• Overall wearability: Just okay, even though it was pretty comfortable. This bra has clasp + zipper closure, which means it takes me a second to put on and was not my fave at 6 am. The clasps are not particularly good for folks with decreased hand dexterity as they are a little tricky to hook. Aesthetically, the zipper shows underneath most shirts and the fit causes a pretty smushed fit so it’s not a super flattering pick.

Test Drive 2: Forme

  • The posture brace: Power Bra by Forme®
  • Price: $175
  • My size: S (ordered M based on sizing guide, returned for S)
  • Comfort: 7/10
  • Run proof: No
  • Overall wearability: Minus one seam in the armpit that caused some chafing, this was pretty comfortable and wearable. It was also cute and full coverage enough that I wore it on its own to the gym a few times and felt totally fine, which was a win for my laundry basket.
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Test Drive 3: Kinflyte

  • The posture brace: Freedom Bra Midi - Eco Jersey
  • Price: $119
  • My size: (ordered M based on sizing guide, returned for S)
  • Comfort: 5/10
  • Run proof: No
  • Overall wearability: I wanted to like this one the best because the color and fit were so cute, but I found the band to be a little tight and restrictive to my ribcage because of how low it sat. I changed out of this one the moment my work day ended.

Test Drive 4: IntelliSkin

  • The posture brace: Essential Bra
  • Price: $135
  • My size: S
  • Comfort: 4/10
  • Run proof: Yes
  • Overall wearability: The band on this one was soooo tight on my ribcage that it drove me nuts and made it almost impossible to take a deep breath. I thought maybe it just needed some time to stretch out so I tried wearing it a few different days and each time I was dying to take it off within a few hours of putting it on.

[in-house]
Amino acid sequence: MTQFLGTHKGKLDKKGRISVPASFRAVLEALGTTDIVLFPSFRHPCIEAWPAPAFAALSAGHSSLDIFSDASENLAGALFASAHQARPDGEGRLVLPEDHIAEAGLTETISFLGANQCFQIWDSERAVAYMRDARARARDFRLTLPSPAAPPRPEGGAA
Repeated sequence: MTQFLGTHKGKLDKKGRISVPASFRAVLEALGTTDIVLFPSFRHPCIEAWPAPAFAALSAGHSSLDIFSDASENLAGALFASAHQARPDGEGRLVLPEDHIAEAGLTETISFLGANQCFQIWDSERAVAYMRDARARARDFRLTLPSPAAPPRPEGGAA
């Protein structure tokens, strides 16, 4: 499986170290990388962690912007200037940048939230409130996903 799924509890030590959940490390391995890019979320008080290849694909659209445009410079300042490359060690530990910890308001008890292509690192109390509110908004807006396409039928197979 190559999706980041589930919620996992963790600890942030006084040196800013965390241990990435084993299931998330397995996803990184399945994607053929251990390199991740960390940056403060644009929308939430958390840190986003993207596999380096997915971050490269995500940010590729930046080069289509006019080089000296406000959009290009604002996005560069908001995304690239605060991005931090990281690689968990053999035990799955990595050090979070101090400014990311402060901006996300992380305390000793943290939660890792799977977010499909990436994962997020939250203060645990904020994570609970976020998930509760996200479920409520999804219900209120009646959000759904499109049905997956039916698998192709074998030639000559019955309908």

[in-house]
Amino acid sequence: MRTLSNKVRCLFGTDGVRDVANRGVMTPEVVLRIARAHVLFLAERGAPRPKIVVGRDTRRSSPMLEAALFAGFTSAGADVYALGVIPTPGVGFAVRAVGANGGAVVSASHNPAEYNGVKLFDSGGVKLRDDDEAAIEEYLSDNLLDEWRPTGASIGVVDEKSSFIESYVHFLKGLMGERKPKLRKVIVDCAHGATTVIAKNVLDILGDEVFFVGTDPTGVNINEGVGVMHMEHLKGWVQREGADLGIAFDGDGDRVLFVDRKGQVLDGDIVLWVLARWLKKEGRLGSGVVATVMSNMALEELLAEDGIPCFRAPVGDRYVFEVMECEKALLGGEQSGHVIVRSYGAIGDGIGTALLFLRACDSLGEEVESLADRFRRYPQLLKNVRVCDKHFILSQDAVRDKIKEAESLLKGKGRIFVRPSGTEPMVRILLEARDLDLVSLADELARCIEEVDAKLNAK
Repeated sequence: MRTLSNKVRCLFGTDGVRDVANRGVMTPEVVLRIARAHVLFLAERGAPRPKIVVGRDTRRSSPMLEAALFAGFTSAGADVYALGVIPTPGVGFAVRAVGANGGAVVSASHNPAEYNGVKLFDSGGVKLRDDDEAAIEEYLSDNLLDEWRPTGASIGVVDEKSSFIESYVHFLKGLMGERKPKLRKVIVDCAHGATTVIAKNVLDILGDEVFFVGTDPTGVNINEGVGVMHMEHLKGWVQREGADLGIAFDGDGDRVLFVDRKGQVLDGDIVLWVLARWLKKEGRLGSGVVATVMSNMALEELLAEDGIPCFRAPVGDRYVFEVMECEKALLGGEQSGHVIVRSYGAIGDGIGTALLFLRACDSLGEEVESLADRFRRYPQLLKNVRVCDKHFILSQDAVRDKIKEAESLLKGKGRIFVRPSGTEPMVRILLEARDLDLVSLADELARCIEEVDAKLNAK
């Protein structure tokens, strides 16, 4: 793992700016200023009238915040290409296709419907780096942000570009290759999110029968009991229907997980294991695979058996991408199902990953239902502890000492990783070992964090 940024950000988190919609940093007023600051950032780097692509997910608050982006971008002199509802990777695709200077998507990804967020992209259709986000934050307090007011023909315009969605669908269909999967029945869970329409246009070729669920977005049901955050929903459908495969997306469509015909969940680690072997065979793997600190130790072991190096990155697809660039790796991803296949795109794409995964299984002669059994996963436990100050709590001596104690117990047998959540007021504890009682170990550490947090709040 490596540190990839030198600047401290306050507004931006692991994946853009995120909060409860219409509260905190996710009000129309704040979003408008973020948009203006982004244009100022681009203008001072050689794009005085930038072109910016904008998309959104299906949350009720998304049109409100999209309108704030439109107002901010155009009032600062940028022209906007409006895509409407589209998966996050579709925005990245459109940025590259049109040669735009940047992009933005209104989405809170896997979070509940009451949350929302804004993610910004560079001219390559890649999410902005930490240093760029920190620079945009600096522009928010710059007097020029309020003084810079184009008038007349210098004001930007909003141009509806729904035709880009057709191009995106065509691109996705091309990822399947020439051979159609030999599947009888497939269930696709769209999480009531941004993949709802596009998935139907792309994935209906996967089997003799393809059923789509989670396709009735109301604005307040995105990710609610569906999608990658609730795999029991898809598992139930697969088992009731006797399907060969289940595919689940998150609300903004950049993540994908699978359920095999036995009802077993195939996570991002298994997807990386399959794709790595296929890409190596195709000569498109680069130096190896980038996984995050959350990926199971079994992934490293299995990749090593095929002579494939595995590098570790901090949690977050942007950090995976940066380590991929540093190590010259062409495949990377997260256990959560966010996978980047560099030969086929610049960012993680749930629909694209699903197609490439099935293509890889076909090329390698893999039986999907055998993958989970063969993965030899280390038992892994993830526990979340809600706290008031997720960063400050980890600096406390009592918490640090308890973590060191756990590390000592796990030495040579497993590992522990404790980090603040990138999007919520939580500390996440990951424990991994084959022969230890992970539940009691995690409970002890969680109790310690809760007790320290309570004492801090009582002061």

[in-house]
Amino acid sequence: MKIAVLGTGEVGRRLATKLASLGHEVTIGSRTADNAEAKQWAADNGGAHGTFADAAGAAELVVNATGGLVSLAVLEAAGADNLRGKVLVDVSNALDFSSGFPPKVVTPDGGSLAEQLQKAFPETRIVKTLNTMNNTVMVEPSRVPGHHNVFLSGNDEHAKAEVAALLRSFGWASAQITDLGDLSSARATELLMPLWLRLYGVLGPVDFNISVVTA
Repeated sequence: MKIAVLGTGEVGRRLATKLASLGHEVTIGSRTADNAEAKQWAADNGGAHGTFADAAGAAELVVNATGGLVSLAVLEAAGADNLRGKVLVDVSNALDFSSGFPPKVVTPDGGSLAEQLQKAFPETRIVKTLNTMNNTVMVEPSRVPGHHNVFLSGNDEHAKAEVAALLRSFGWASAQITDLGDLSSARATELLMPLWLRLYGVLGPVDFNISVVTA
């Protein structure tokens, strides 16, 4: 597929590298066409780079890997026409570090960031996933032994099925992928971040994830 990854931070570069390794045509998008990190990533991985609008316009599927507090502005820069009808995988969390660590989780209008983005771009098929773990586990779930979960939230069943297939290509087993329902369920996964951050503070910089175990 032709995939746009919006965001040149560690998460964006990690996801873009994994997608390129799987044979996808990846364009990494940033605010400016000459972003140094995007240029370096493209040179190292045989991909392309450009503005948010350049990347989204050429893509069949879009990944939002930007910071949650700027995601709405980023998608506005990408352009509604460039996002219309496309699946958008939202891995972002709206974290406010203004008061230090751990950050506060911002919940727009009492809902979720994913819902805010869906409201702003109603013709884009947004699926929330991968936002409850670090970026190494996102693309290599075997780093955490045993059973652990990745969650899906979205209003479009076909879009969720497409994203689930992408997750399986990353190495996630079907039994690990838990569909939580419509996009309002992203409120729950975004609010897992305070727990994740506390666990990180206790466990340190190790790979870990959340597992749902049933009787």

The Verdict

Honestly? I was underwhelmed. I could definitely tell across all 4 models that there were some posture supportive benefits, but for me there wasn’t a bra on this list that I could see myself wearing daily. I also noticed that I had more postural muscle fatigue by the end of the day, which isn’t surprising given the “corrective” nature of the bras; however, in addition to some new muscle soreness, I had my regular neck fatigue without any major changes or relief so there’s no quick fix here. Even with consistent wear over the course of several weeks, I still found there weren’t any massive changes in my posture visually or intrinsically, based on how I felt at the end of the day.

As a pelvic floor PT, my biggest concern across the board with these bras was the restrictive fit around the ribcage I noticed with all four fits. Increased pressure around the ribs can cause poor breathing mechanics and increased pressure on the pelvic floor, exasperating symptoms like pelvic organ prolapse and urinary incontinence.

My recommendation: skip these and wear a comfortable bra you like that doesn’t restrict your breathing while you work on strengthening your postural muscles with exercise, not a bra. If you want to try a posture bra, I’d (reluctantly) recommend Forme – the price is truly bananas, but it was the only one of the bunch that I personally found comfortable enough for daily wear. Unless you have a Taylor Swift budget to spend hundreds of dollars on bras, I would start with a PT appointment instead.

Emma Kaeser Headshot
Dr. Emma Kaeser, PT, DPT

Emma is originally from New Jersey, but completed both her undergraduate and doctorate studies at Northeastern University in Boston, MA. Her past clinical experiences have spanned a wide variety of settings, including oncology, scars/wound care, pediatrics, and orthopedics, which ultimately led to a passion for treating women's and pelvic health for patients in all stages of life. Both in and outside of the clinic, Emma is dedicated to improving health access and outcomes for underserved communities. Currently, she is working on research and speaking engagements pertaining to LGBTQ+ inclusive education in the healthcare field.